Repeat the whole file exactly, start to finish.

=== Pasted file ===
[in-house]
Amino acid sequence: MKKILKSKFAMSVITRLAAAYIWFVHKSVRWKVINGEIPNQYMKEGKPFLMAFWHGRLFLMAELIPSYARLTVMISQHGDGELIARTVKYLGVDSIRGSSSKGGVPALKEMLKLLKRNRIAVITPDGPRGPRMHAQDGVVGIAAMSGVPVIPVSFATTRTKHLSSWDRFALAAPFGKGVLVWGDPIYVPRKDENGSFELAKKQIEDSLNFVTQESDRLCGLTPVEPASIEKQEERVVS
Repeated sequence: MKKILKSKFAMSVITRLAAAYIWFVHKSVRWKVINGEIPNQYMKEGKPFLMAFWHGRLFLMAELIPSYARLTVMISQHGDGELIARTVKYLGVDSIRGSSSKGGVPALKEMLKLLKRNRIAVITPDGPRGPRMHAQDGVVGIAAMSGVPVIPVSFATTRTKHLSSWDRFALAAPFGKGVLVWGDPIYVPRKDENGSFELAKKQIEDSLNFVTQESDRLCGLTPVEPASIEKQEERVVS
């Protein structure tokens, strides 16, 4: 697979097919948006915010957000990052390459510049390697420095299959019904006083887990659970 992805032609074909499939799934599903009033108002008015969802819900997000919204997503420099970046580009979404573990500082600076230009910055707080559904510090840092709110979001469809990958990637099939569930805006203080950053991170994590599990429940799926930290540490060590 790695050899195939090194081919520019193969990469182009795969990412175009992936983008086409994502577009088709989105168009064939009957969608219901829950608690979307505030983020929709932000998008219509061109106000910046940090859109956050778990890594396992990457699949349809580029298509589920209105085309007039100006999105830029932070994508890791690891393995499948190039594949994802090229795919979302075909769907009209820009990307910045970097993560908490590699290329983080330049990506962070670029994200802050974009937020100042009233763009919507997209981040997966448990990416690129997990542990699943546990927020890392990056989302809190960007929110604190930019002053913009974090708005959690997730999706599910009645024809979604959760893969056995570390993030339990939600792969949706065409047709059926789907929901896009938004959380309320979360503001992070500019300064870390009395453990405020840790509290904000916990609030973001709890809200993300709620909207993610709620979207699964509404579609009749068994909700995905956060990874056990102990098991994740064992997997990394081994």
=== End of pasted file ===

[in-house]
Amino acid sequence: MKKILKSKFAMSVITRLAAAYIWFVHKSVRWKVINGEIPNQYMKEGKPFLMAFWHGRLFLMAELIPSYARLTVMISQHGDGELIARTVKYLGVDSIRGSSSKGGVPALKEMLKLLKRNRIAVITPDGPRGPRMHAQDGVVGIAAMSGVPVIPVSFATTRTKHLSSWDRFALAAPFGKGVLVWGDPIYVPRKDENGSFELAKKQIEDSLNFVTQESDRLCGLTPVEPASIEKQEERVVS
Repeated sequence: MKKILKSKFAMSVITRLAAAYIWFVHKSVRWKVINGEIPNQYMKEGKPFLMAFWHGRLFLMAELIPSYARLTVMISQHGDGELIARTVKYLGVDSIRGSSSKGGVPALKEMLKLLKRNRIAVITPDGPRGPRMHAQDGVVGIAAMSGVPVIPVSFATTRTKHLSSWDRFALAAPFGKGVLVWGDPIYVPRKDENGSFELAKKQIEDSLNFVTQESDRLCGLTPVEPASIEKQEERVVS
């Protein structure tokens, strides 16, 4: 697979097919948006915010957000990052390459510049390697420095299959019904006083887990659970 992805032609074909499939799934599903009033108002008015969802819900997000919204997503420099970046580009979404573990500082600076230009910055707080559904510090840092709110979001469809990958990637099939569930805006203080950053991170994590599990429940799926930290540490060590 790695050899195939090194081919520019193969990469182009795969990412175009992936983008086409994502577009088709989105168009064939009957969608219901829950608690979307505030983020929709932000998008219509061109106000910046940090859109956050778990890594396992990457699949349809580029298509589920209105085309007039100006999105830029932070994508890791690891393995499948190039594949994802090229795919979302075909769907009209820009990307910045970097993560908490590699290329983080330049990506962070670029994200802050974009937020100042009233763009919507997209981040997966448990990416690129997990542990699943546990927020890392990056989302809190960007929110604190930019002053913009974090708005959690997730999706599910009645024809979604959760893969056995570390993030339990939600792969949706065409047709059926789907929901896009938004959380309320979360503001992070500019300064870390009395453990405020840790509290904000916990609030973001709890809200993300709620909207993610709620979207699964509404579609009749068994909700995905956060990874056990102990098991994740064992997997990394081994």